The reality of a suspected Ebola case

Hospital Safety Insider, October 8, 2015

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If your hospital is like most in the U.S., you've taken the lessons learned since last year's Ebola scare in Dallas and applied some new protocols to your infectious disease response plan. Most places have updated their PPE stores and conducted training with their staff.

But like most things, the real teaching doesn't start until the real thing happens. It's one thing to plan for an Ebola response on paper; it's quite another when a patient suspected to have the disease enters your facility's ED.

That's what happened to two large Virginia hospitals last year. The University of Virginia (UVA) Medical Center in Charlottesville and Virginia Commonwealth University (VCU) Medical Center in Richmond both had their emergency planning tested last fall when two separate patients who had been traveling in Africa fell ill and were brought into their facility, suspected of having the Ebola virus.

Rockwell and his VCU counterpart, Joe Aurrichio, BS, CHFM, assistant director of plant operations for VCU Healthcare System, spoke about their experiences in a well-attended session at the annual conference of the American Society of Healthcare Engineers in July.

Identify a separate unit now.
The moment an Ebola patient is wheeled in the doors of the hospital is not the moment you want to be deciding where to treat him or her. If you haven't already, you need to have in your plans a place in your building that can be completely isolated, locked down, and operational while separate from the rest of the hospital. Ebola is such an infectious disease that just a tiny speck of blood can be enough to transmit the virus. For that reason, the Ebola ward needs to operate as a self-contained unit, with access tightly restricted. If surgery, dialysis, or other procedures need to be done, they will happen right there in the ward. Identify where your "hot zone" will be, as well as cold zones where staff will be able to don and doff PPE, consult on the patient's progress, and rest without worry about contaminating anyone else.

Plan to care for your staff. This is a big one that isn't thought about enough. Your staff members who work on an Ebola patient will essentially live in the ward until the all-clear is sounded, and they will develop an emotional bond to the case. It's a good idea to plan for a break room where staff will be able to completely get away from what is going on in the other room. They will also be scared and stressed, and need a place to relax, eat, and take a nap. Also, remember that their experiences may take a toll on their lives outside of work, and they will need lots of emotional support.

You haven't done anywhere near enough PPE training. You may have seen the training videos from the CDC or practiced with your staff to don and doff the proper PPE when working with an Ebola patient, but the reality is that there can never be enough training. Those who have lived through treating an actual Ebola patient say the training is daunting; there are a large number of steps, and intense peer supervision is required to ensure that absolutely no trace of body fluid gets on someone's skin. Aurrichio said his staff was trained on the more than 38 steps required to properly put on and take off an entire body suit to work with a patient with only about 30 minutes' notice, as well as fitting them properly for respirators, working in an enclosed environment for hours at a time, and making sure they recognize when it's time for someone to take a break.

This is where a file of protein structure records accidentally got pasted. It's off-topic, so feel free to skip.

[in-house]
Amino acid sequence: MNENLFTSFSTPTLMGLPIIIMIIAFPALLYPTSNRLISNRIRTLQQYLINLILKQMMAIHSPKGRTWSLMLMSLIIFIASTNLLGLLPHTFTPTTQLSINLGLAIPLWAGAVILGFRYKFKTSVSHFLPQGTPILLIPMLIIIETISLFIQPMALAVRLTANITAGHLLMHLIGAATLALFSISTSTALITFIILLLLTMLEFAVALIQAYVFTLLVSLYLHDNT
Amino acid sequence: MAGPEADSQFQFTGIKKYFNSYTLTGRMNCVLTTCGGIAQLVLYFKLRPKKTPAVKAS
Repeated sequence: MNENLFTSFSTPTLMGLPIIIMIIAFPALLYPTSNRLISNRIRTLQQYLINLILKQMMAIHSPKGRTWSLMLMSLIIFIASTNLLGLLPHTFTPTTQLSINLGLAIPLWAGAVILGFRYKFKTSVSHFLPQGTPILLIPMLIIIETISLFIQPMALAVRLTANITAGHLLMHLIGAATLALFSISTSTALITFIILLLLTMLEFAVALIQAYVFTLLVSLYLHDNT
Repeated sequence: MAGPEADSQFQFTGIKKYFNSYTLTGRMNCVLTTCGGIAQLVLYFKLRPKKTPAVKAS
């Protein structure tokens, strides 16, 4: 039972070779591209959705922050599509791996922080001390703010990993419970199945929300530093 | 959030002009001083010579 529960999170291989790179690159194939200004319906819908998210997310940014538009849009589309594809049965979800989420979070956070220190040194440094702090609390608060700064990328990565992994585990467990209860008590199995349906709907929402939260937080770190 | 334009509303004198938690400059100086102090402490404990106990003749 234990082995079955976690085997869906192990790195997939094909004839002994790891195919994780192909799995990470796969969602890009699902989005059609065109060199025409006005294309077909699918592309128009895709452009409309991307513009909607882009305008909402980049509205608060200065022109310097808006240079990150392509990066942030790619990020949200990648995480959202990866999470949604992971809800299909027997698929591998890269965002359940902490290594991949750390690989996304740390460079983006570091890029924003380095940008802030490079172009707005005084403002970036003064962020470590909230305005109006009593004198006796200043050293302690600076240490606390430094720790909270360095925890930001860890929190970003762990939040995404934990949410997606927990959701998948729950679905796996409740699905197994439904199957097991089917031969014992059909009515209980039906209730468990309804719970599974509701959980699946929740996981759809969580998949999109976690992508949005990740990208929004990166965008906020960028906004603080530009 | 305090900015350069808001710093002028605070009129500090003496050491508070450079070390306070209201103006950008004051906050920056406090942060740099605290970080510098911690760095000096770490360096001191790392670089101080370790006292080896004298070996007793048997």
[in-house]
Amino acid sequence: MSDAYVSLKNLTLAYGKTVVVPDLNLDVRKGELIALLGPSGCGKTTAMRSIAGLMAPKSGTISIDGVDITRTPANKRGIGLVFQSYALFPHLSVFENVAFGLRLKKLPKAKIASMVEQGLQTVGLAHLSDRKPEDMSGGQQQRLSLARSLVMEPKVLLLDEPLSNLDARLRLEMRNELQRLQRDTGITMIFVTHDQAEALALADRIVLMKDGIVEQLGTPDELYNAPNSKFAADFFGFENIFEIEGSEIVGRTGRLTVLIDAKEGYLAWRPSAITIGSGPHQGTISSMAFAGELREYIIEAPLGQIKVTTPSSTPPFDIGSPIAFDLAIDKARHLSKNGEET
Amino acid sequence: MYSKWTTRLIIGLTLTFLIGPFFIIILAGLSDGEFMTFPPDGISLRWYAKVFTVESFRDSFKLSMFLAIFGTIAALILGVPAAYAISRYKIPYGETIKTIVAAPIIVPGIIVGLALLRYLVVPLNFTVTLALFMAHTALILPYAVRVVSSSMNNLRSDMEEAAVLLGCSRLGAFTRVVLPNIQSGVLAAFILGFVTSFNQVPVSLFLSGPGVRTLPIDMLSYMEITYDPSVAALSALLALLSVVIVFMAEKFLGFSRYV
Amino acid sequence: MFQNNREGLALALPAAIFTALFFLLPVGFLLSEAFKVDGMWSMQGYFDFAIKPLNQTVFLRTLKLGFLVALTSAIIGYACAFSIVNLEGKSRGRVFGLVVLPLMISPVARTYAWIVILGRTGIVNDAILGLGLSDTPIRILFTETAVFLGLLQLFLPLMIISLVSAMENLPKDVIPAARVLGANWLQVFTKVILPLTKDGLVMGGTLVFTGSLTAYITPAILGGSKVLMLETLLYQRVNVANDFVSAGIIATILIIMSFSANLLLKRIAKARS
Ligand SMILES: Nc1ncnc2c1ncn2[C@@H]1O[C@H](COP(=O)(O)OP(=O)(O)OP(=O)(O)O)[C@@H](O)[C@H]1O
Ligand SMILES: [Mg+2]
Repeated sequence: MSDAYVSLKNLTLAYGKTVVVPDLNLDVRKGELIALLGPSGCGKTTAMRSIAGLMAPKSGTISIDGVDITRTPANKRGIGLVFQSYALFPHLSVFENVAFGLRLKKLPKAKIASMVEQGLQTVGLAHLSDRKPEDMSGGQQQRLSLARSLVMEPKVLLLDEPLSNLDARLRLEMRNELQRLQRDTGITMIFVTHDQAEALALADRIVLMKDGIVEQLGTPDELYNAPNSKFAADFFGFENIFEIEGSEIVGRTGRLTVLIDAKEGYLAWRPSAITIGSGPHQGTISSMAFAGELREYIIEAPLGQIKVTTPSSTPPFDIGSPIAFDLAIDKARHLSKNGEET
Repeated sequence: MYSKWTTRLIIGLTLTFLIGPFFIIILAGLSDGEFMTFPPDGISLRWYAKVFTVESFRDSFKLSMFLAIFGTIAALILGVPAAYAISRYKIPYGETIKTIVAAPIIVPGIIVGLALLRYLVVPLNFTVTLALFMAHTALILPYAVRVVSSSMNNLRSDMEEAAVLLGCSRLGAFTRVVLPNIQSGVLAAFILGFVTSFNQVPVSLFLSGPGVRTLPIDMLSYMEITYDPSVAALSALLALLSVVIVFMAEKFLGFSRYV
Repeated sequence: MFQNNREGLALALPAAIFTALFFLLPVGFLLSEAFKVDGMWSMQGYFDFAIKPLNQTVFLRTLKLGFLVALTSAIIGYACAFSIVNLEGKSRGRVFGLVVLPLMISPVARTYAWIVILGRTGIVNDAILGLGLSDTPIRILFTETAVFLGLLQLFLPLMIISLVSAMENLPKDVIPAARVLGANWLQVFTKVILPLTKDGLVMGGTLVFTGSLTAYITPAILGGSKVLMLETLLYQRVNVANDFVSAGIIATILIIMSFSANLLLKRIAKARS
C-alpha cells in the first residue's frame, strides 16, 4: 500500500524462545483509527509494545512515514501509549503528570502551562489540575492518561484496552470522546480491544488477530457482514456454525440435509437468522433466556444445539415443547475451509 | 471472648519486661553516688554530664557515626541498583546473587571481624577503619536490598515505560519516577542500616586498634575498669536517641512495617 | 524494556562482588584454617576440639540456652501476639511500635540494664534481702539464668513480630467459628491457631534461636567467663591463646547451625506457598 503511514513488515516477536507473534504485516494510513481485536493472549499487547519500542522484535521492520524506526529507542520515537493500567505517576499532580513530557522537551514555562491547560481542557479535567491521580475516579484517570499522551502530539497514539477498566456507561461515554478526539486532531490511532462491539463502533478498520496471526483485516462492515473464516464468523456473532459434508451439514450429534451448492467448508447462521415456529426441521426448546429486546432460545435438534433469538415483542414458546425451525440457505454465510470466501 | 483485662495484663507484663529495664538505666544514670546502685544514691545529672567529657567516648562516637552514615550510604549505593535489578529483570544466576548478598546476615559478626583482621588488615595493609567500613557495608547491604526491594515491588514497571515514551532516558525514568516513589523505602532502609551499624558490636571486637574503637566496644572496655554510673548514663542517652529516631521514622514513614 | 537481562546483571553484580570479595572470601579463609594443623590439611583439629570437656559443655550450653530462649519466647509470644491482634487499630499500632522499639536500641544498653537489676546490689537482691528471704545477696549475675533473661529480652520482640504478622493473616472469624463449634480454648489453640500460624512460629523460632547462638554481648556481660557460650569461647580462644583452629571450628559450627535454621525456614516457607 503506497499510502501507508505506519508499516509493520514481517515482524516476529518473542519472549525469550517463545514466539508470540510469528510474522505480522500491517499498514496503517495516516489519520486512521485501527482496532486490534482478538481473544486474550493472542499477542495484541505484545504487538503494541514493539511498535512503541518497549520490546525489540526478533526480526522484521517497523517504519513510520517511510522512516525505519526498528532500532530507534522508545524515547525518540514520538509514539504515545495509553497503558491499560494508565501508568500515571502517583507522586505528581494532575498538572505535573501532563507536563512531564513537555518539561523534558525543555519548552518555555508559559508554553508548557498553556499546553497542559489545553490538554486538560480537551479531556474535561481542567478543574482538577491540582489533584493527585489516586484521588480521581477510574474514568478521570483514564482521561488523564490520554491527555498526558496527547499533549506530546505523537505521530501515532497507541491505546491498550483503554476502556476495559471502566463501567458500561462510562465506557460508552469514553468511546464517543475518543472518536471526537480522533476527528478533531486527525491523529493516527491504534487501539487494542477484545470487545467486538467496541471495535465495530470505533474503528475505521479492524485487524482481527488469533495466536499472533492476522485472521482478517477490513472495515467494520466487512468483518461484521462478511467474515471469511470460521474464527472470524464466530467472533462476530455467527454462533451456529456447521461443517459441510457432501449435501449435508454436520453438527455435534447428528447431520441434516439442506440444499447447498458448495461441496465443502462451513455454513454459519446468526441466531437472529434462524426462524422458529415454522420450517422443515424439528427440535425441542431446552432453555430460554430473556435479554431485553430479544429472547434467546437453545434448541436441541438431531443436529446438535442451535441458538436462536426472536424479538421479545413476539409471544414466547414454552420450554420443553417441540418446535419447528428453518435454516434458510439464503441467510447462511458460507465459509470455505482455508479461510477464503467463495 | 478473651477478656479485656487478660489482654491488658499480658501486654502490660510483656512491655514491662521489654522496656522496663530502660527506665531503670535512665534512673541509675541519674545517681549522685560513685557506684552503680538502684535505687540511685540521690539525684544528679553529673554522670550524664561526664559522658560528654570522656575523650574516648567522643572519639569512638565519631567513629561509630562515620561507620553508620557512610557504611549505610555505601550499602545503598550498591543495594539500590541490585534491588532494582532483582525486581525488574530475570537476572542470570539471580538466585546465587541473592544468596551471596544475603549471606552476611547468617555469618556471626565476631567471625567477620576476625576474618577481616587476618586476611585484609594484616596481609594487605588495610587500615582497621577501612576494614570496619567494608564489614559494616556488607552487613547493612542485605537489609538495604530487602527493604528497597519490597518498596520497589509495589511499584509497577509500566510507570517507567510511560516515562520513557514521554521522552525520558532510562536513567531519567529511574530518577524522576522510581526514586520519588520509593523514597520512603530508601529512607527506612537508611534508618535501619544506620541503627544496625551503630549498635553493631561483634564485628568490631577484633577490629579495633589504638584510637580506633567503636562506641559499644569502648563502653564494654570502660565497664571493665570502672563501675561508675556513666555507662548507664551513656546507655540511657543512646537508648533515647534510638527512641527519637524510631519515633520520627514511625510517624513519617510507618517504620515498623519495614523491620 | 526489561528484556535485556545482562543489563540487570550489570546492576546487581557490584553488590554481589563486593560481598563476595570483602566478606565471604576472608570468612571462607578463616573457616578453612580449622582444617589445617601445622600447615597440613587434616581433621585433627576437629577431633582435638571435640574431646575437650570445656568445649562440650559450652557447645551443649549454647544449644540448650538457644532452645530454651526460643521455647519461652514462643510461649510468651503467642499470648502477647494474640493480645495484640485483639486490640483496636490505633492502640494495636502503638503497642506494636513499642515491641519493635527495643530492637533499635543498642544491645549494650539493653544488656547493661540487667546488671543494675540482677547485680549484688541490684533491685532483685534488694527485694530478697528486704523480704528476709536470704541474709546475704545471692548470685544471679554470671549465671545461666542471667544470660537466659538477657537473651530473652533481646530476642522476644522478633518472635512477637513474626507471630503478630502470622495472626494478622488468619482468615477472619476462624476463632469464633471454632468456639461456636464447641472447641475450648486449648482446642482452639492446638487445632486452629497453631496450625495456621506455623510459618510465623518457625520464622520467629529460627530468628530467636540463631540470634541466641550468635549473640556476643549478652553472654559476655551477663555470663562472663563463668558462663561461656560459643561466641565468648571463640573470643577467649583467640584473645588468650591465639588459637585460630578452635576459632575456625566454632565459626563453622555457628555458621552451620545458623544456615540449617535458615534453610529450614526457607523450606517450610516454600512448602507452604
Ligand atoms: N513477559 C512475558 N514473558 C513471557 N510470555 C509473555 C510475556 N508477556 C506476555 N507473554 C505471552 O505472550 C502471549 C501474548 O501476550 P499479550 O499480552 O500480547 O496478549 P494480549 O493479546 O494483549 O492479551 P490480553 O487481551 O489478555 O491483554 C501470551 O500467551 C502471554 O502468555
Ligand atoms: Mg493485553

Be ready for an insane amount of waste. All patients generate medical waste, but for the most part it can be separated into categories, with some of it allowed to go into the regular trash. But because of the highly infectious nature of Ebola, all materials that come into contact with the patient must be treated as potentially infectious. Officials at the Virginia hospitals that worked on Ebola patients say each patient generated about 1,000 pounds of waste per day. That includes any disposable underwear, socks, towels, and extra toothbrushes that the patient uses. What's more, it's not easy to get rid of. Waste generated from an Ebola patient is considered Class A medical waste, some of the most infectious, and many trash haulers will not even touch it. It cannot go to regular landfills, and it has to be disposed of in a special incinerator that is designed to prevent smoke and other vapors from contaminating the environment.
Maintenance on the fly
. For most of us, something as seemingly simple as replacing a light bulb is a commonplace event that we leave to maintenance workers. An Ebola ward will not have that luxury. The folks at VCU faced this problem when a nurse call button in the room housing the Ebola patient failed. No one from plant operations or maintenance had been trained in proper PPE, so they were not cleared to be in the room. Instead, four nearby rooms were emptied, and engineers trained a nurse on how to replace the call button herself.

This is an excerpt from the monthly hospital safety resource Briefings on Hospital Safety. Subscribers can read the rest of the article here. Non-subscribers can find out more about the journal, its benefits, and how to subscribe by clicking here.

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